The procedure followed for single tube is followed in this double-tube case also. Water is added into both the tubes and the same level of water is maintained in both tubes by adding the measured quantity of water at successive time intervals.

The observations for the inner tube are used for working out the infiltration rate. Knowing the water added, the time interval and the area of cross section of the inner tube, the infiltration rate with respect to time can be calculated.

Figure 5.3. shows a double-ring infiltrometer. It is also known as double-ring infiltrometer.

Fig. 5.3 Double-tube infiltrometer

5.4.1.3 Drawbacks in tube infiltrometers

The main drawbacks in the tube infiltrometers are as follows:

  • The soil is disturbed to some extent when the tubes are driven into the soil.
  • There may be lateral flow of infiltrated water. In double-tube infiltrometers, efforts are made to reduce it, but some lateral flow still occurs.
  • Similarly, air entrapped in the soil may escape laterally. In a double-tube infiltrometer, this effect persists.
  • Effect of the raindrop impact on soil is not accounted.
  • Effect of the slope of ground is not accounted.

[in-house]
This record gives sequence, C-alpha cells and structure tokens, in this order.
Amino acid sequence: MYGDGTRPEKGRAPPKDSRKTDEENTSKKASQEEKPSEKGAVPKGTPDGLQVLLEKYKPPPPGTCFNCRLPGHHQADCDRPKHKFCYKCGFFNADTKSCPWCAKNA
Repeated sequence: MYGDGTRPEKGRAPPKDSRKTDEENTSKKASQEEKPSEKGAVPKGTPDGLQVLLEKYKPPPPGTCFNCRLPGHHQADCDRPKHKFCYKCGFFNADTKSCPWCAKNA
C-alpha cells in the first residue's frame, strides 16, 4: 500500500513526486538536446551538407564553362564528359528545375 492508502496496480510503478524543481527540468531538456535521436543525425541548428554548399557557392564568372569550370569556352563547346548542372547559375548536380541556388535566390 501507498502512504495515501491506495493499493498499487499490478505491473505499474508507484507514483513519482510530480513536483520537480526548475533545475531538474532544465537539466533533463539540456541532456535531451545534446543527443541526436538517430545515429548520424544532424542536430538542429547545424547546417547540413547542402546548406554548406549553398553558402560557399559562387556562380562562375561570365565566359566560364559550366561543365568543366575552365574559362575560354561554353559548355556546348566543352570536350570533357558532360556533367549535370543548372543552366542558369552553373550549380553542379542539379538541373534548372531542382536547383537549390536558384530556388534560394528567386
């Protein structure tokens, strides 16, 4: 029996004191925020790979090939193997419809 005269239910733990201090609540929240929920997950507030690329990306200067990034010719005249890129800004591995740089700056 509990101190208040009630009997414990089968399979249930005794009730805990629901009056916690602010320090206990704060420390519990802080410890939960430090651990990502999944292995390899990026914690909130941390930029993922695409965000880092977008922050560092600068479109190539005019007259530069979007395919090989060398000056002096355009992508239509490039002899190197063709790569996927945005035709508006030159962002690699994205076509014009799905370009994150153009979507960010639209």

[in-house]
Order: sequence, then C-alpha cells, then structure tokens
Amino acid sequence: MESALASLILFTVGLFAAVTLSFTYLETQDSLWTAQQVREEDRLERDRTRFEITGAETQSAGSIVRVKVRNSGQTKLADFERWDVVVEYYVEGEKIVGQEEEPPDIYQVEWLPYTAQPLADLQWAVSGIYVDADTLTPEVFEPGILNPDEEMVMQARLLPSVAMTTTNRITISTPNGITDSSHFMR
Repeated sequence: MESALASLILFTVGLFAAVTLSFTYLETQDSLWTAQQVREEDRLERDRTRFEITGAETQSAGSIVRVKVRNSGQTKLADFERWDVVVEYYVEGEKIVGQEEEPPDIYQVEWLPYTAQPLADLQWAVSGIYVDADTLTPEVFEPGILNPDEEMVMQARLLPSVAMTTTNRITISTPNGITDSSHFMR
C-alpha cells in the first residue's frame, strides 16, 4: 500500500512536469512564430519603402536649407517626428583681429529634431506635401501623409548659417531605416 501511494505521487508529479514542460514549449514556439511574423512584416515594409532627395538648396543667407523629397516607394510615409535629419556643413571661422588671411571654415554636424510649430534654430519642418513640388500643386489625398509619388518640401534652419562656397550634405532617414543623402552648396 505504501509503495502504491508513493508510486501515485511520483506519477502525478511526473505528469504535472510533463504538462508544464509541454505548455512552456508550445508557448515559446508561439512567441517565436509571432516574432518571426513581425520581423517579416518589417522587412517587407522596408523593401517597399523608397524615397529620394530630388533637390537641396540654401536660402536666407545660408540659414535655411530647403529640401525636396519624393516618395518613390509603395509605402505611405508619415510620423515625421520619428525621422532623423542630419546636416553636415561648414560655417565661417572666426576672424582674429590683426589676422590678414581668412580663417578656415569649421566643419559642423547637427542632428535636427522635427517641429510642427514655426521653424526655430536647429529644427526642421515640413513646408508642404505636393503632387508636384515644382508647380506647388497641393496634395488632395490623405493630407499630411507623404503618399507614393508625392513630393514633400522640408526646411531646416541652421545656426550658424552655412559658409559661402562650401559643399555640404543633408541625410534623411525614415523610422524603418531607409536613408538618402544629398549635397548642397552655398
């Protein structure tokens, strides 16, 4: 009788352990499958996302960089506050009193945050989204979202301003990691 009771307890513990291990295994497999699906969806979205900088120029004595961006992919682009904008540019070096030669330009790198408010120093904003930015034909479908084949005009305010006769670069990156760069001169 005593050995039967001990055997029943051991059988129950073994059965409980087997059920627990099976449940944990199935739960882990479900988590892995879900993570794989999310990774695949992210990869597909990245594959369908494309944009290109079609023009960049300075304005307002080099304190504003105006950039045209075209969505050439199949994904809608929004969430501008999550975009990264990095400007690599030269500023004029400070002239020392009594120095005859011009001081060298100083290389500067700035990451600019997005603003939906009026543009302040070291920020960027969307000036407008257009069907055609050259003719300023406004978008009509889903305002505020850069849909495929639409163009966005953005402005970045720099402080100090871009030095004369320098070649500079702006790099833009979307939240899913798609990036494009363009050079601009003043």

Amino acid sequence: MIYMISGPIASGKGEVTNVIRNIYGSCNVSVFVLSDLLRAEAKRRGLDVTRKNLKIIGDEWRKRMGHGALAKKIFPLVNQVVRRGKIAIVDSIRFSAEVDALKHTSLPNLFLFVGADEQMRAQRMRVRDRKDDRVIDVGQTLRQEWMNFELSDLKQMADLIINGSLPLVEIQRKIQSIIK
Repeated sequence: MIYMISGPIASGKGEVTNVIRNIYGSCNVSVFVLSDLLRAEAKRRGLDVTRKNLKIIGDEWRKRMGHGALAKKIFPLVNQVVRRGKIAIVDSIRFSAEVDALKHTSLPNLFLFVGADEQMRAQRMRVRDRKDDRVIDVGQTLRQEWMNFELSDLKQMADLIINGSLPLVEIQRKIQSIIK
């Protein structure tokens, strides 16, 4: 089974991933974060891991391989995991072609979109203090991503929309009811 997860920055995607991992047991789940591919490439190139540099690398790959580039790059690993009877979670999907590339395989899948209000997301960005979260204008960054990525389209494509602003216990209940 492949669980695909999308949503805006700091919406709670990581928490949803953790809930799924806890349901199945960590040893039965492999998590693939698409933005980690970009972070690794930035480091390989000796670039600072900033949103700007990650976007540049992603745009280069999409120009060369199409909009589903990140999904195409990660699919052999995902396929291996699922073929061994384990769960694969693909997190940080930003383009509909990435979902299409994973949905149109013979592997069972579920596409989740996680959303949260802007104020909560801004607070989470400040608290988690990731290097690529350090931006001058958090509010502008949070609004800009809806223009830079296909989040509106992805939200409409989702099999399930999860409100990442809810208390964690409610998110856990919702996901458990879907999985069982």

• Experiments cannot be conducted on soil with boulders etc.
  • The infiltration is affected because of the ring size. Smaller the diameter of the ring, more will be the rate of infiltration.

Example 5.1

The quantity of water added to a double-ring infiltrometer of 1.00-m diameter at 30 min interval to keep the water level constant is as follows:

Find:

  1. Rate of infiltration for every 30 min and plot the graph
  2. Average rate of infiltration

Fig. 5.4 Estimation of infiltration rate

Solution:

The graph of time in hours versus infiltration rate is as shown in Fig. 5.4.

Total quantity of water added in 150 min till a steady state was achieved = 10.0 + 9.2 + 8.6 + 8.2 + 8.0 = 44.0 lit

Therefore, average rate of infiltration

5.4.2 Sprinkling-Type Infiltrometer

This experiment is conducted in the laboratory under controlled conditions.

For this purpose, a very small catchment area, about 5 m2, is selected. Water is sprinkled over the catchment area to represent rainfall at a uniform rate of about 50 mm/h. Sprinkling of water may be from a height of 5 m. The trial starts with the sprinkling of water. It is, therefore, called sprinkling- type infiltrometer. Sprinkling of water represents rain, and hence it is also called rain simulator.